Artist: Arundhati Roy

That is their mystery and their magic.
To the Kathakali Man these stories are his children and his childhood. He has grown up within them. They are the house he was raised in, the meadows he played in. They are his windows and his way of seeing. So when he tells a story, he handles it as he would a child, of his own. He teases it He punishes it. He sends it up—like a bubble. He wrestles it to the ground and lets it go again. He laughs at it because he loves it. He can fly you across whole worlds in minutes, he can stop for hours to examine a wilting leaf. Or play with a
sleeping monkey’s tail. He can turn effortlessly from the carnage of war into the felicity of a woman washing her hair in a mountain stream. From the crafty ebullience of a rakshasa with a new idea into a gossipy Malayali with a scandal to spread. From the sensuousness of a woman with a baby at her breast into the seductive mischief of Krishna’s smile. He can reveal the nugget of sorrow that happiness contains. The hidden fish of shame in a sea of glory.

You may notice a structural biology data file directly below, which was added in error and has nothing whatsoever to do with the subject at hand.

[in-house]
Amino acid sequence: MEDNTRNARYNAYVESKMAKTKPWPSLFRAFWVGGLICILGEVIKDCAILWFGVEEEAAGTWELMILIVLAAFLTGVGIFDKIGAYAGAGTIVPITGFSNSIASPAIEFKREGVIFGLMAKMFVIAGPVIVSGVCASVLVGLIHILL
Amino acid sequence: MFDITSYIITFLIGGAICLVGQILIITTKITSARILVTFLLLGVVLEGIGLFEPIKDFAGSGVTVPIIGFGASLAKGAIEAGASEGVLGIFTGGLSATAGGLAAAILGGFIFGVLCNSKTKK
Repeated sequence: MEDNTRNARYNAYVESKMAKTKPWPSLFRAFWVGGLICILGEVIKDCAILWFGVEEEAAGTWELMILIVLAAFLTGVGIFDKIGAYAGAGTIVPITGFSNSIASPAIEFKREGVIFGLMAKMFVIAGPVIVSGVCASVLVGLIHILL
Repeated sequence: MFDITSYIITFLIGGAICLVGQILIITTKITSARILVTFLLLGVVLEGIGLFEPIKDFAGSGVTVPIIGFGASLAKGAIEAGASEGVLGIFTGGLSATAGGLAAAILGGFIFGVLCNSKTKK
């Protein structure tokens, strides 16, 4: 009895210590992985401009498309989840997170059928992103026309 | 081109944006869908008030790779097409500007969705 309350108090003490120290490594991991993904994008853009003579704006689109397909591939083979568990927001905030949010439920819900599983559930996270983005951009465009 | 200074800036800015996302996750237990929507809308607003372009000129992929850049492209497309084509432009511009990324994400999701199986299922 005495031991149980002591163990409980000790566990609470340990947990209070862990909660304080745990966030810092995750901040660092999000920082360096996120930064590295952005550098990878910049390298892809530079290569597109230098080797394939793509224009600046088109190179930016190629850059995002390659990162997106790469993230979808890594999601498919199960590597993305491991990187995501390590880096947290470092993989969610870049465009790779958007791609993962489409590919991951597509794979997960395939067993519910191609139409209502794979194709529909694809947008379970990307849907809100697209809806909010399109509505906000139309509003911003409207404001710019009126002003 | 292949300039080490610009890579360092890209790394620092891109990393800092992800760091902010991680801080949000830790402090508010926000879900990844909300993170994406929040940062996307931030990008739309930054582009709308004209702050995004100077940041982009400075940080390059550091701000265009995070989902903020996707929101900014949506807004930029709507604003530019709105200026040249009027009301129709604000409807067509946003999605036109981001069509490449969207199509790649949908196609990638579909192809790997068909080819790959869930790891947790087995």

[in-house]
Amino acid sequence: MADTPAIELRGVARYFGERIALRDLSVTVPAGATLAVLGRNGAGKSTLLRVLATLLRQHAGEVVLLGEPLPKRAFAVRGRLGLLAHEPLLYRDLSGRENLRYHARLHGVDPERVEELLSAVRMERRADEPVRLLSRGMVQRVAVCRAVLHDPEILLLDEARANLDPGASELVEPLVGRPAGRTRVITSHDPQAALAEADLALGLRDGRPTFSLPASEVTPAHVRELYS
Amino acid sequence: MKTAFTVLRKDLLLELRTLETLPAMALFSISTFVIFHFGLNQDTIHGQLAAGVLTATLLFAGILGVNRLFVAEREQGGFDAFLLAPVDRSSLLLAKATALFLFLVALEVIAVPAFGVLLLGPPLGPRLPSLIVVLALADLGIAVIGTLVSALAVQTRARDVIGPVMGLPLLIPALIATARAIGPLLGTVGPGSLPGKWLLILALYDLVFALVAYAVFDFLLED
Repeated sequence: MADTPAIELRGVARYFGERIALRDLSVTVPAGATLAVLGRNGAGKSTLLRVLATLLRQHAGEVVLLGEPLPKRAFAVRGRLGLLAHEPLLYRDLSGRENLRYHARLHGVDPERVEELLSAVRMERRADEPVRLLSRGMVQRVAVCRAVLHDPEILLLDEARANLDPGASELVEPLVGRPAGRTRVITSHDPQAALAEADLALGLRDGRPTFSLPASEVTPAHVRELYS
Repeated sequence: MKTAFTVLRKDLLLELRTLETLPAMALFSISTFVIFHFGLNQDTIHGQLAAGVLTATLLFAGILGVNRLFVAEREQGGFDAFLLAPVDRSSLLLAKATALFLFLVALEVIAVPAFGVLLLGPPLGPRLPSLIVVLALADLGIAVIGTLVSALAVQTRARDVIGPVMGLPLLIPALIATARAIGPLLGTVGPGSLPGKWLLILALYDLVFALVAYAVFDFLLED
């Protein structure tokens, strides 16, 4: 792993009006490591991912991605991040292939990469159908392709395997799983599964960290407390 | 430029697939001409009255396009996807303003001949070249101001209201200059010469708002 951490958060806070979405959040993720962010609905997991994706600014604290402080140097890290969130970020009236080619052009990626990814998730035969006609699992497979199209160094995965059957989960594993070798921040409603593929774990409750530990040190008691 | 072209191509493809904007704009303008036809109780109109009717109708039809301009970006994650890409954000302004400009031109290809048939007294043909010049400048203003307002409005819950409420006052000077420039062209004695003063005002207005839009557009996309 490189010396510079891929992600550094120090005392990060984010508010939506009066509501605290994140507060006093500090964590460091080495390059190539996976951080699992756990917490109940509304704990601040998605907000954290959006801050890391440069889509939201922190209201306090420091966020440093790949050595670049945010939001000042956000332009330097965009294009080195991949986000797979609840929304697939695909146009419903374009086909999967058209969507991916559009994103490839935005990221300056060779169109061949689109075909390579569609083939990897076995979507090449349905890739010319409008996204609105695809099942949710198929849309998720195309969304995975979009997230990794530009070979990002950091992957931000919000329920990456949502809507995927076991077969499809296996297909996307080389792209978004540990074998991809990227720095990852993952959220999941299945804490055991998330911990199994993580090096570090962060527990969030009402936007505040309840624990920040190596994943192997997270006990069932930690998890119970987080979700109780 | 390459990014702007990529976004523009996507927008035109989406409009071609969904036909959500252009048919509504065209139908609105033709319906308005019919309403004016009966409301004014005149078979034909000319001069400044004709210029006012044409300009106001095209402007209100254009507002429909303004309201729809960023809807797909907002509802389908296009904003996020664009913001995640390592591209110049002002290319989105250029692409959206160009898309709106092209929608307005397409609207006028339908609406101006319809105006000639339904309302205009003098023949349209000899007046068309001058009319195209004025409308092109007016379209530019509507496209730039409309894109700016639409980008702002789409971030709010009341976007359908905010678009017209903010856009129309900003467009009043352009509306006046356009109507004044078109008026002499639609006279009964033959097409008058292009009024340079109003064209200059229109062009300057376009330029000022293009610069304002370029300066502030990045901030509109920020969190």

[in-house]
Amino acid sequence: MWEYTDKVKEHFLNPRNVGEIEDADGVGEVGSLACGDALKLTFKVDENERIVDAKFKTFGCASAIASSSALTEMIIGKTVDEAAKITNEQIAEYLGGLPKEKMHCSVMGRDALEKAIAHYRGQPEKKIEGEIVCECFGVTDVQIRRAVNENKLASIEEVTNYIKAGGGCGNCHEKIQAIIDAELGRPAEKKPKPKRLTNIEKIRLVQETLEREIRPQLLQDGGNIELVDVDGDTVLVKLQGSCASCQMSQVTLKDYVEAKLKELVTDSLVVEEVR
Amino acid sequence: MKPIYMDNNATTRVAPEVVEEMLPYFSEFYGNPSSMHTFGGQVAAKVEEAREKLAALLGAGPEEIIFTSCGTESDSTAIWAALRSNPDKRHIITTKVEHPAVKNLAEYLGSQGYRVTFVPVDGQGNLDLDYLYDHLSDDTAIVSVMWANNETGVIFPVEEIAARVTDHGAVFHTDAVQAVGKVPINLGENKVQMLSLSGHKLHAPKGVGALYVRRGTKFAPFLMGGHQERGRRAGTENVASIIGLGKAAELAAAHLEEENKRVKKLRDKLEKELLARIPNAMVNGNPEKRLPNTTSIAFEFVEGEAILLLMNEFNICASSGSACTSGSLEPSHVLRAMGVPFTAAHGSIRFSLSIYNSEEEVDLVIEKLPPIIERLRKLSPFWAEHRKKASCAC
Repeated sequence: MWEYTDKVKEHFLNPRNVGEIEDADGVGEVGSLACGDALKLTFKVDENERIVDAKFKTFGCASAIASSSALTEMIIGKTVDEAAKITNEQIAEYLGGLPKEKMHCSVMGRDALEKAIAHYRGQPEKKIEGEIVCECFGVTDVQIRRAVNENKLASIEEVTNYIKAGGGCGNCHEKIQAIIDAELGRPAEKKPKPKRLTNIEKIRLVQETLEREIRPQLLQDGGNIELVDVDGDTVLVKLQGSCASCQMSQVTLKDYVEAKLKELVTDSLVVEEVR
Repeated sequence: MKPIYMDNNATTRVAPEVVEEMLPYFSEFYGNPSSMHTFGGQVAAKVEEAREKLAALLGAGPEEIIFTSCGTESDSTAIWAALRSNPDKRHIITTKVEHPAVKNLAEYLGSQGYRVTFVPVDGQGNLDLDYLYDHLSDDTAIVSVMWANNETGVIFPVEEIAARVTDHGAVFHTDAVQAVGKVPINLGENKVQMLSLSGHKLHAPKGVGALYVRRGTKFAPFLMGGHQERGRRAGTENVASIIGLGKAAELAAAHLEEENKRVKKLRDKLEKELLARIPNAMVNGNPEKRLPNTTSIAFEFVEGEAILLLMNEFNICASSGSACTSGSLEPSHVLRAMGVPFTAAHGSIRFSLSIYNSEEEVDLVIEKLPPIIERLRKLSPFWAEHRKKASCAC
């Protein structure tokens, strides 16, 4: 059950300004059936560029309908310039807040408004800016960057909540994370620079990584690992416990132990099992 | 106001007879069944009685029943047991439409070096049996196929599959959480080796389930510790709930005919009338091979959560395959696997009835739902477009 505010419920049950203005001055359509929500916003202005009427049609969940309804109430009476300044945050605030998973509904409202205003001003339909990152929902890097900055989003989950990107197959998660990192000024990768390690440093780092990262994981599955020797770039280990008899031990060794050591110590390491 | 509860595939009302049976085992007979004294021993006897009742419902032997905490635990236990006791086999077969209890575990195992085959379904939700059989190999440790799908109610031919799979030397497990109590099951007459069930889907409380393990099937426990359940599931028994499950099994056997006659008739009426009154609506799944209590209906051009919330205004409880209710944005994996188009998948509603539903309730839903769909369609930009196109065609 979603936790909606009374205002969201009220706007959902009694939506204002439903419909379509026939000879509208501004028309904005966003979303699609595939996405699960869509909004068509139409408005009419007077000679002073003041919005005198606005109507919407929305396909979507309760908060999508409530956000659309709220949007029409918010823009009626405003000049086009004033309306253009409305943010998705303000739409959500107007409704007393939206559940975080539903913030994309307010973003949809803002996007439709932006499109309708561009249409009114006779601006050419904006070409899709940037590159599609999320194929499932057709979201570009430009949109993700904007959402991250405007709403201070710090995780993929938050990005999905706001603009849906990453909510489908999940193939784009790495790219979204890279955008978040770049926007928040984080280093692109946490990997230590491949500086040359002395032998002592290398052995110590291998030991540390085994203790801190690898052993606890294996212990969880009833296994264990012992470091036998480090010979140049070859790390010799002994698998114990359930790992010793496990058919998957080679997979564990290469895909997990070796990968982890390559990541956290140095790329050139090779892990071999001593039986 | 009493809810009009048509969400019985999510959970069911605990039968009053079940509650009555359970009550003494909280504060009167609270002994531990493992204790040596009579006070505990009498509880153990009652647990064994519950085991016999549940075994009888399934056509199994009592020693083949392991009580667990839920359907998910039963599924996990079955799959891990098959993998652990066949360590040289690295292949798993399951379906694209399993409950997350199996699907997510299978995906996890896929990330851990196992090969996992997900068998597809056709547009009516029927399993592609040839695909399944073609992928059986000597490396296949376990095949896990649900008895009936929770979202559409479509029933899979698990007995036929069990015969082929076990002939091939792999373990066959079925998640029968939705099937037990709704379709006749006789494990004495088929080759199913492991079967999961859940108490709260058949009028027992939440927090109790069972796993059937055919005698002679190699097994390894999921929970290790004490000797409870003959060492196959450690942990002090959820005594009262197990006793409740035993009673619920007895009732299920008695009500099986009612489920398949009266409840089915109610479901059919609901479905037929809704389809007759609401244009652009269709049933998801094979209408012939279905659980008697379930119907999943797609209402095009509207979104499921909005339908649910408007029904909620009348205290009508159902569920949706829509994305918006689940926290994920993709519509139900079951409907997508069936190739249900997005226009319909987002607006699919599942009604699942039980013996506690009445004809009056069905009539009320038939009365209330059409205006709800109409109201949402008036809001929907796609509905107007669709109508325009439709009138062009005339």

He tells stories of the gods, but his yarn is spun from the ungodly, human heart.
The Kathakali Man is the most beautiful of men. Because his body is his soul. His only instrument. From the age of three it has been planed and polished, pared down, harnessed wholly to the task of storytelling.
He has magic in him, this man within the painted mask and swirling skins.

She was his mother.
Being on the receiving end of her son’s denunciative stare had made her feel demented. In a blink, the rage of a moment ago was replaced by a tumult of guilt and remorse.